This is an "if" of some consequence. The trial court here was guided by the measure announced in some of our cases such as Jones v. Jones, 67 N.M. 415, 356 P.2d 231 (1960) of "usual interest on a long investment well secured." This standard is certainly conservative. Why a capital investment in a small business should be deemed "well secured" is not readily apparent. The mortality rates of small businesses indicates they are risky ventures. An equity investment is not secured in any case. We doubt that a prudent investor would have invested in the tile company for an anticipated return on equity of no more than 6.84%. In view of the disposition we make of this case, we need not consider this standard further.

It is impossible to lay down hard and fast guidelines in apportioning assets between the separate estate of a conjugal partner and the community. The surrounding circumstances must be carefully considered and the ultimate answer calls into play the nicest and most profound judgment of the trial court. As was said in Laughlin:

"Each case will depend upon its own facts; a situation often encountered by trial courts. Mathematical exactness is not expected or required, but substantial justice can be accomplished by the exercise of reason and judgment in all such cases."

By what we have said, we do not wish to be understood as approving use of the prime rate, or in fact any interest rate, as a rule of thumb in all cases. It is easy to conceive of a separate business in which all of the profits and increase stemmed from a prudent investment or business arrangement made prior to coverture so that the community would have no interest in it at all. It is equally easy to visualize the converse situation in which all of the profits and increase stem from the labor and skill of a conjugal partner and hence belong to the community. We are considering a fact situation in which there were substantial withdrawals and increases in the value of the business, and taking into account all of the circumstances, we see no error in the manner in which the apportionment was made by the trial court.

We approve the statement by de Funiak in his Principles of Community *780 Property, Section 72, quoted with approval in Laughlin to the effect that:

"`* * * each case must be determined with reference to its surrounding facts and circumstances and that therefrom must be determined what amount of the income is due to personal efforts of the spouses and what is attributable to the separate property employed. Dependent upon the nature of the business and the risks involved, it must be reckoned what would be a fair return on the capital investment as well as determined what would be a fair allowance for the personal services rendered.'"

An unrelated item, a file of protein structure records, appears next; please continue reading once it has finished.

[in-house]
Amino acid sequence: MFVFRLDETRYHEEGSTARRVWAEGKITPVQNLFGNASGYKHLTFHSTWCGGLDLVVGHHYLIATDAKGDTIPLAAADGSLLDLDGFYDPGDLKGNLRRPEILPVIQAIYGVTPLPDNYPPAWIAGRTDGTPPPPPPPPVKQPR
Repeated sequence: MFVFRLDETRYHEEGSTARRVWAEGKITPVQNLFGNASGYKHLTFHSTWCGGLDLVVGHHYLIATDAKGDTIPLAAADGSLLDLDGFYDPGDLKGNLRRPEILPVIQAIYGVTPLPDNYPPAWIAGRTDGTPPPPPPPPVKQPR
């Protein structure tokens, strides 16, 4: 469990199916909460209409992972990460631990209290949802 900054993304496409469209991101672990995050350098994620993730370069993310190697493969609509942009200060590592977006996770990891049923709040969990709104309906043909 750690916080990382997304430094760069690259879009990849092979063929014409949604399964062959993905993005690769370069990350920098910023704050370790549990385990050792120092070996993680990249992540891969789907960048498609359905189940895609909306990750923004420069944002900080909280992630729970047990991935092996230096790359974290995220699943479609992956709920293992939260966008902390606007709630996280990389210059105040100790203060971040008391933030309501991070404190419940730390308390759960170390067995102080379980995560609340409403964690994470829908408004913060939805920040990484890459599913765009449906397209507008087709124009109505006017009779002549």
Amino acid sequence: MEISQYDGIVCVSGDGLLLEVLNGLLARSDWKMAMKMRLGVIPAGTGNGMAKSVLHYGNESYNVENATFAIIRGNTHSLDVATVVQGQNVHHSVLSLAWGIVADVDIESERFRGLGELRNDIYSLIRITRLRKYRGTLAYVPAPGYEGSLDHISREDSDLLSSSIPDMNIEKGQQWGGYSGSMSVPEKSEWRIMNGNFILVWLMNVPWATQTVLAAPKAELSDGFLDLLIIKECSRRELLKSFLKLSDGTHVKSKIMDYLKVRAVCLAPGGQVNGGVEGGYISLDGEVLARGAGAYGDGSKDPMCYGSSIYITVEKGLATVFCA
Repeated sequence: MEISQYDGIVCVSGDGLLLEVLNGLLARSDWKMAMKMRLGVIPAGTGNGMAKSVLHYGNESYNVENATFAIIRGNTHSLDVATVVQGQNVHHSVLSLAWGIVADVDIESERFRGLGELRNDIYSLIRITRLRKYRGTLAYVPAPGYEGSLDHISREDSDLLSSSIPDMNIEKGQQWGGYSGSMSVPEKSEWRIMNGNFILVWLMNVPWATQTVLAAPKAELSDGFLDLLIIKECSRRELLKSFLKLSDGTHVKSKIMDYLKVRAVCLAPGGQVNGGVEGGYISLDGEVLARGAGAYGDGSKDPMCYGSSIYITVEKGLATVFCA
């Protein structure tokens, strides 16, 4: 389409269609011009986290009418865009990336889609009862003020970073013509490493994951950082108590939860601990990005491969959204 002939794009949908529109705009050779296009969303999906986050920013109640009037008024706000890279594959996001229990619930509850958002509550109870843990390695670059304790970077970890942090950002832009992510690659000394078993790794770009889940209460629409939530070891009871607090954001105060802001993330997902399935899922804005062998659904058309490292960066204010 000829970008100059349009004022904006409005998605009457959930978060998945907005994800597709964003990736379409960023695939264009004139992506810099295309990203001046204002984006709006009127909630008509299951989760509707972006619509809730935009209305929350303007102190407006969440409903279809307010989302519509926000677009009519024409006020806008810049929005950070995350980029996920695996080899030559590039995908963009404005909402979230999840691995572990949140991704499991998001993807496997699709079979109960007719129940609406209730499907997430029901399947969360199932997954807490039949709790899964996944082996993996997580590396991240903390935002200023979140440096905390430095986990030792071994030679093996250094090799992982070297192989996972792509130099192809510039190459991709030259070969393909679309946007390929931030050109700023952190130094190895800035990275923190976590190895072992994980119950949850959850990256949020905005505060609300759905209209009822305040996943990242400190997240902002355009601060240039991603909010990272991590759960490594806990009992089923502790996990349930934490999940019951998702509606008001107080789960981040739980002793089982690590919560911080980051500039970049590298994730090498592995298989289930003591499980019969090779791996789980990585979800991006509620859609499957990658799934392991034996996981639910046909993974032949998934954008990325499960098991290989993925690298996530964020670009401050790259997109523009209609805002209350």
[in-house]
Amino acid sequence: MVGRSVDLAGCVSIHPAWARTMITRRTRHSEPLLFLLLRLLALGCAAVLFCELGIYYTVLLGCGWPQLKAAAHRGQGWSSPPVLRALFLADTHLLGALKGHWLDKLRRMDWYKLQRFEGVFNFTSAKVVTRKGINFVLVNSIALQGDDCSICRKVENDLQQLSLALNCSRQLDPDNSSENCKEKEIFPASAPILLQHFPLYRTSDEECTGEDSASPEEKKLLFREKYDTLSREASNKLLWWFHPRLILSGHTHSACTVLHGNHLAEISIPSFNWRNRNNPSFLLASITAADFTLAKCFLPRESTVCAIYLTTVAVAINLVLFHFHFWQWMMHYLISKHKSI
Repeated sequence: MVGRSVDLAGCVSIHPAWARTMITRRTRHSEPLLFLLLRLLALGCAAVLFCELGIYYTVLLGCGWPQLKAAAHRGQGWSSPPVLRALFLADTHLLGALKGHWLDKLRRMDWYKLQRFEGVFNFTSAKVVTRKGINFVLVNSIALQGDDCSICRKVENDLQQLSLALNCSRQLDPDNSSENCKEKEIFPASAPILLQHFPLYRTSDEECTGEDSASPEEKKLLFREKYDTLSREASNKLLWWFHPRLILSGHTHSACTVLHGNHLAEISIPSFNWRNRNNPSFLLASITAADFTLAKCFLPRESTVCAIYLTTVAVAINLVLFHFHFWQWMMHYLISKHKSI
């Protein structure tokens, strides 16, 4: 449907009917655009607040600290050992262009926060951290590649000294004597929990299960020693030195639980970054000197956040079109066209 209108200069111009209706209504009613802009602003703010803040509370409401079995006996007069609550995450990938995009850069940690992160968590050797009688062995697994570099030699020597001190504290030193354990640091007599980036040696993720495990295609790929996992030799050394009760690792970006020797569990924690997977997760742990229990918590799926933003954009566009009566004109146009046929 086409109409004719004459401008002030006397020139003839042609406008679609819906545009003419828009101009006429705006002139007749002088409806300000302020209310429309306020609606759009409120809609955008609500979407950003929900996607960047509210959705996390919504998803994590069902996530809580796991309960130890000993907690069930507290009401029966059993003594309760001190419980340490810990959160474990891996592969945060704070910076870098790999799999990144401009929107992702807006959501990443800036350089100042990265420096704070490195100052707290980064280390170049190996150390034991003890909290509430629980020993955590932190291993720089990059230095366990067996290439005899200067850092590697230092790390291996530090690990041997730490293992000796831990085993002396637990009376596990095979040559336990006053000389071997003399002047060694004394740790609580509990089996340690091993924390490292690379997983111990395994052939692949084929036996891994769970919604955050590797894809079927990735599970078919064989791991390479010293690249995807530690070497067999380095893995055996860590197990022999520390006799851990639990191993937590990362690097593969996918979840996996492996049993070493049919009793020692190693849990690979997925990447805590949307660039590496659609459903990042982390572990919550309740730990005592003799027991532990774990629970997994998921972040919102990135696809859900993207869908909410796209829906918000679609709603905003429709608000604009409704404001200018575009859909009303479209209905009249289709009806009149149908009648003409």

In the words of Mr. Justice McGhee, speaking for the court in Campbell v. Campbell, 62 N.M. 330, 310 P.2d 266 (1957) a proper apportionment "depends on what is best under all the proof."

We reach the same result by another route which we will mention because of its significance in respect to other limbs of the case. Katson and Laughlin deal with the classification and apportionment of property as separate or community in situations where labor, industry and skill of the husband (community property) is expended on separate property or in a separate business. It is clear from the construction placed on §§ 57-3-5 and 57-4-1 by those cases that there must be a fair apportionment between the return on the separate property or on capital invested in a separate business, which goes to the owner of it, and the value of the labor, industry and skill of the husband which belongs to the community. The entire income, here partly in the form of withdrawals and partly in the form of increased value of the business, must be taken into account. In order to have proper appellate review the trial court should make findings as to both the value of the separate property and the value of the community property as was done here. However issues in the same case may well be formulated differently upon trial than on appeal. In this case the trial court found:

"During the period of the marriage, plaintiff's withdrawals from Crest Tile Company amounted to $250,750.09, which amount represents the reasonable value of the services and personal efforts in the conduct of the business during the marriage."